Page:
Ophthalmologic Manifestations of Pseudoxanthoma Elasticum

Updated: May 09, 2016
  • Author: Andrew A Dahl, MD, FACS; Chief Editor: Hampton Roy, Sr, MD  more...
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Overview

Background

Pseudoxanthoma elasticum (PXE) is an inherited systemic disease characterized by changes in the elastic tissue of the skin. Pseudoxanthoma elasticum mainly affects the skin, eyes, heart, and gastrointestinal (GI) system.

The cutaneous and ocular findings of pseudoxanthoma elasticum are referred to as Grönblad-Strandberg syndrome. The cutaneous changes in pseudoxanthoma elasticum are distributed in the intertriginous areas of the body, such as the flexural regions of the extremities, in the folds of the skin at the sides of the neck, the cubital and popliteal fossa, the axilla, in the creases of the groin, and periumbilical area. Typical lesions are described as yellow waxy papules associated with loose and thickened skin. Pseudoxanthoma elasticum may be inherited through autosomal-dominant or autosomal-recessive patterns.

Other systemic findings in pseudoxanthoma elasticum include: intracranial aneurysms, claudication, hypertension, cerebrovascular accidents, cerebral ischemia, myocardial infarction, and GI hemorrhage.

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Pathophysiology

The lesions in pseudoxanthoma elasticum are characterized by increased amounts of elastic tissue that have the tendency to become calcified. There has been controversy on the nature of the elastic tissue and whether the elastic tissue is abnormal from the time of synthesis or normal from its production with subsequent degeneration.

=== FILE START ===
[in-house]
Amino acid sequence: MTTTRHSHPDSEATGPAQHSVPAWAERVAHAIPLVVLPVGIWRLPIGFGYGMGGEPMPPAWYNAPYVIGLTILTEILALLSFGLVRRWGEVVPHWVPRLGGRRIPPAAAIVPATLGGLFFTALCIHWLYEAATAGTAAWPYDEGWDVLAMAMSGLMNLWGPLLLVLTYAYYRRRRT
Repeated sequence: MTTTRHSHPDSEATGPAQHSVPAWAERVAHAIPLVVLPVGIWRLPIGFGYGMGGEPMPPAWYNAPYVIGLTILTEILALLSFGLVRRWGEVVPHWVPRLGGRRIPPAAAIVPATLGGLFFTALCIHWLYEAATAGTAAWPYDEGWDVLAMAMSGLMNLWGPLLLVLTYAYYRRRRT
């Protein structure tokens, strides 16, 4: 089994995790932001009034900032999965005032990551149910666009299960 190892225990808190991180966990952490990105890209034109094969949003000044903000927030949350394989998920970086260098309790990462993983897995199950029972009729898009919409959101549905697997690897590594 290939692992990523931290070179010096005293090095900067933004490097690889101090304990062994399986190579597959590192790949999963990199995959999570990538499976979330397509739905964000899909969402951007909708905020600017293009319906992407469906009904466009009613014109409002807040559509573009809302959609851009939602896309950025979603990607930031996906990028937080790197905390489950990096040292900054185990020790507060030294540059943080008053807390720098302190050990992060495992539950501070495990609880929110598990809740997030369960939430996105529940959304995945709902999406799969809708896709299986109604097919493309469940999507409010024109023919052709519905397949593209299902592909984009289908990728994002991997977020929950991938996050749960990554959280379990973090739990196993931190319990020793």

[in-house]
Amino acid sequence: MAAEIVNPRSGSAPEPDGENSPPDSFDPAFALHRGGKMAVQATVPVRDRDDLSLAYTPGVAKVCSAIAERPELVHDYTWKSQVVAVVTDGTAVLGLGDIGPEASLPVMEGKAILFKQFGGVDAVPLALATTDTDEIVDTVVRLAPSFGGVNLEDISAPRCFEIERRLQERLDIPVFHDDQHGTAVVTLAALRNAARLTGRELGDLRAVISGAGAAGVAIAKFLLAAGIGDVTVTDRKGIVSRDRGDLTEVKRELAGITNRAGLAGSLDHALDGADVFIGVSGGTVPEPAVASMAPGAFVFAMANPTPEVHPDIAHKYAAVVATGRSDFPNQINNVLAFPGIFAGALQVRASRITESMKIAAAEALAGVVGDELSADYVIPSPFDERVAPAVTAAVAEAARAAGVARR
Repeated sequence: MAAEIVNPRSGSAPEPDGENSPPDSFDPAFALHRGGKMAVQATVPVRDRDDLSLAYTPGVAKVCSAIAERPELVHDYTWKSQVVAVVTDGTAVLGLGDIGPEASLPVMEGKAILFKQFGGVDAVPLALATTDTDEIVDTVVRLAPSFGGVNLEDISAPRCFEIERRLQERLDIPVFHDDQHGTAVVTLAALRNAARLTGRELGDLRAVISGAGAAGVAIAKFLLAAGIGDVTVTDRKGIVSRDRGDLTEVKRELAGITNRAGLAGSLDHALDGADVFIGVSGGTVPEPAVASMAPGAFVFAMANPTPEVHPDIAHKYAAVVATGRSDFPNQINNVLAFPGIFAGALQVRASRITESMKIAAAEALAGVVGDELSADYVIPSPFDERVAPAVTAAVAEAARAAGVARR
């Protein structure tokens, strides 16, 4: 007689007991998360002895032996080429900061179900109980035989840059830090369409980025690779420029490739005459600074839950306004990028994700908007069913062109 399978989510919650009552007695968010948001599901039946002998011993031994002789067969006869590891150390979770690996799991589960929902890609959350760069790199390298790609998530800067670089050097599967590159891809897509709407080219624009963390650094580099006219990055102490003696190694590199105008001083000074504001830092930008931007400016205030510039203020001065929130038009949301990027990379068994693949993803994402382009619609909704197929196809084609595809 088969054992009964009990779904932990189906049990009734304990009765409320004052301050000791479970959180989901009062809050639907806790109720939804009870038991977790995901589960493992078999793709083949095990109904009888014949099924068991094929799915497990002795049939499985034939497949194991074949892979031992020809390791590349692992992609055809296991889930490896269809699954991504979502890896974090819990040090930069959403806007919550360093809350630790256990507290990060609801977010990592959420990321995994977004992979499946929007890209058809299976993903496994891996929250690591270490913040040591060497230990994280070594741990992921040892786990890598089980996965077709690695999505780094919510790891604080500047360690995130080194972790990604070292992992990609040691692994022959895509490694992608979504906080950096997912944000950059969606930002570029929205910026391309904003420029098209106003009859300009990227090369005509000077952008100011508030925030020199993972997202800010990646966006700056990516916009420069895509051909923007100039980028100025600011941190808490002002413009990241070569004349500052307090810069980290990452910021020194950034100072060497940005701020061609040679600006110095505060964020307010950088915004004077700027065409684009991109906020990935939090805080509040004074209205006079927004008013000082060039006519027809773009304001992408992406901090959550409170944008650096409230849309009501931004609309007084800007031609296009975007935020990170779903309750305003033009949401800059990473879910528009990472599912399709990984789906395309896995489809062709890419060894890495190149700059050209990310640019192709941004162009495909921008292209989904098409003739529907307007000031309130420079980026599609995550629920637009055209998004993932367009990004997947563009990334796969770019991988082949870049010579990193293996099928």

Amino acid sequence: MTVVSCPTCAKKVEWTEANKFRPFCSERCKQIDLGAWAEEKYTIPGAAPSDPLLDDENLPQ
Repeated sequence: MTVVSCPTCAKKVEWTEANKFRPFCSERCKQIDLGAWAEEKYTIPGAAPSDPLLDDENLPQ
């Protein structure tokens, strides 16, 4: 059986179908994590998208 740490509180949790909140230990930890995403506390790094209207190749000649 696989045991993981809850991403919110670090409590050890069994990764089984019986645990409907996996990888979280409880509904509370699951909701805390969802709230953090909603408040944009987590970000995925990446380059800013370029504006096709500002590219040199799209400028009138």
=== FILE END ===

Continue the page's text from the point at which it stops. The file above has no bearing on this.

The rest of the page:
The reason why elastic fibers become calcified in pseudoxanthoma elasticum remains unknown. Investigators have found polyanions within elastic fibers in both clinically affected and nonaffected dermis by using histochemical and electron microscopy techniques. This polyanionic material may explain the increased affinity of elastic fibers for calcium and may be a factor in the pathogenesis of the disease.

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Epidemiology

Frequency

United States

The reported prevalence of pseudoxanthoma elasticum is 1 in 160,000 births.

Mortality/Morbidity

Patients with pseudoxanthoma elasticum are at risk for loss of central vision, subarachnoid hemorrhage, severe GI hemorrhage, chronic peripheral occlusive disease, and cerebrovascular insufficiency. Subarachnoid hemorrhage has been a major cause of death.

Sex

Females are affected with pseudoxanthoma elasticum twice as often as males.

Age

Patients with pseudoxanthoma elasticum usually are diagnosed in the third to fourth decades of life.

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